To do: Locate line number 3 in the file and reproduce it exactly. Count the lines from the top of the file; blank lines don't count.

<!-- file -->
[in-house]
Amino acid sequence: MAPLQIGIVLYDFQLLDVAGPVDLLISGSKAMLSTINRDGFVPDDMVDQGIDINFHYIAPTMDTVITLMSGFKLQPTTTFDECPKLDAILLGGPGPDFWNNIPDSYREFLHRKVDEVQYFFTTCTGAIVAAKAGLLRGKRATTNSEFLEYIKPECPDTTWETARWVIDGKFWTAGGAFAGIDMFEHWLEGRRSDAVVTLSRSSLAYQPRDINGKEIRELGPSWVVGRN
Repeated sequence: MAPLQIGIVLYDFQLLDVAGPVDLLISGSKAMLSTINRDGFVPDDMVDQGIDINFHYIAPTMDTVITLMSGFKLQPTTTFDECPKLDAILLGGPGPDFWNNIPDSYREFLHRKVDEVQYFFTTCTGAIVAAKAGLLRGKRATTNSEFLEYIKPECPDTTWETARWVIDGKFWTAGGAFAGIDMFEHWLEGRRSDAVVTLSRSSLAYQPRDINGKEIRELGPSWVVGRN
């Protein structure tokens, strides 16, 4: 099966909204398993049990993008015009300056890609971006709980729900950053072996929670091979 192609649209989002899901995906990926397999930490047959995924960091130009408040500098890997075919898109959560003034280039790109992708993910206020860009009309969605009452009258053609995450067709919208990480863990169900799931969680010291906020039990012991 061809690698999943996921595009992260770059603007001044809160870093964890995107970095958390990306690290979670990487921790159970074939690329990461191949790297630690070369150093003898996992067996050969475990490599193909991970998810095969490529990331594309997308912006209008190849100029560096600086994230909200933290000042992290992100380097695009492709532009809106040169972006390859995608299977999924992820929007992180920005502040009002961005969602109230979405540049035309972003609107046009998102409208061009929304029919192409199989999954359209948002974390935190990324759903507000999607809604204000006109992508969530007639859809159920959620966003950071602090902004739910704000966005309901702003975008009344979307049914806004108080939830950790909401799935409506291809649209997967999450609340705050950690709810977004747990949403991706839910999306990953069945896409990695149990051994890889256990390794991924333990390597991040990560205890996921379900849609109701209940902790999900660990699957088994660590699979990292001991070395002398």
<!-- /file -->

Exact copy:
Repeated sequence: MAPLQIGIVLYDFQLLDVAGPVDLLISGSKAMLSTINRDGFVPDDMVDQGIDINFHYIAPTMDTVITLMSGFKLQPTTTFDECPKLDAILLGGPGPDFWNNIPDSYREFLHRKVDEVQYFFTTCTGAIVAAKAGLLRGKRATTNSEFLEYIKPECPDTTWETARWVIDGKFWTAGGAFAGIDMFEHWLEGRRSDAVVTLSRSSLAYQPRDINGKEIRELGPSWVVGRN